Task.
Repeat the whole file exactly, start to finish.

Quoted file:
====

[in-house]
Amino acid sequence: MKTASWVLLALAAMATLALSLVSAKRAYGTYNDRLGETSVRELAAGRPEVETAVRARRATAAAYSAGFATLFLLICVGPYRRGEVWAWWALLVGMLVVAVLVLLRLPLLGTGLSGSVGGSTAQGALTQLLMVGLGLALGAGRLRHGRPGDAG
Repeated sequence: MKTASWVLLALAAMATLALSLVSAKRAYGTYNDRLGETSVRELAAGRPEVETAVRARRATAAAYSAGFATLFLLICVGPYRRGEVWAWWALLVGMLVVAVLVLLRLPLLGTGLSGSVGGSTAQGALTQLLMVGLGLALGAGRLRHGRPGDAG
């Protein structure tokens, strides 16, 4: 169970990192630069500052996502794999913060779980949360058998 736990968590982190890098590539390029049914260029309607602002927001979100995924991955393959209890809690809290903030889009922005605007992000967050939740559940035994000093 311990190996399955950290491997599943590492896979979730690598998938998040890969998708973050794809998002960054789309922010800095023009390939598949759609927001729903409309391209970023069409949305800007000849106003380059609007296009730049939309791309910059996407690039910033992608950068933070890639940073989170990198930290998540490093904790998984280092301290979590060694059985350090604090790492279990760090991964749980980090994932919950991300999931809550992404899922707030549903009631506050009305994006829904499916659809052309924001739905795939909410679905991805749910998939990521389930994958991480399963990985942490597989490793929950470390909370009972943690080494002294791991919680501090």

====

[in-house]
Amino acid sequence: MKTASWVLLALAAMATLALSLVSAKRAYGTYNDRLGETSVRELAAGRPEVETAVRARRATAAAYSAGFATLFLLICVGPYRRGEVWAWWALLVGMLVVAVLVLLRLPLLGTGLSGSVGGSTAQGALTQLLMVGLGLALGAGRLRHGRPGDAG
Repeated sequence: MKTASWVLLALAAMATLALSLVSAKRAYGTYNDRLGETSVRELAAGRPEVETAVRARRATAAAYSAGFATLFLLICVGPYRRGEVWAWWALLVGMLVVAVLVLLRLPLLGTGLSGSVGGSTAQGALTQLLMVGLGLALGAGRLRHGRPGDAG
């Protein structure tokens, strides 16, 4: 169970990192630069500052996502794999913060779980949360058998 736990968590982190890098590539390029049914260029309607602002927001979100995924991955393959209890809690809290903030889009922005605007992000967050939740559940035994000093 311990190996399955950290491997599943590492896979979730690598998938998040890969998708973050794809998002960054789309922010800095023009390939598949759609927001729903409309391209970023069409949305800007000849106003380059609007296009730049939309791309910059996407690039910033992608950068933070890639940073989170990198930290998540490093904790998984280092301290979590060694059985350090604090790492279990760090991964749980980090994932919950991300999931809550992404899922707030549903009631506050009305994006829904499916659809052309924001739905795939909410679905991805749910998939990521389930994958991480399963990985942490597989490793929950470390909370009972943690080494002294791991919680501090």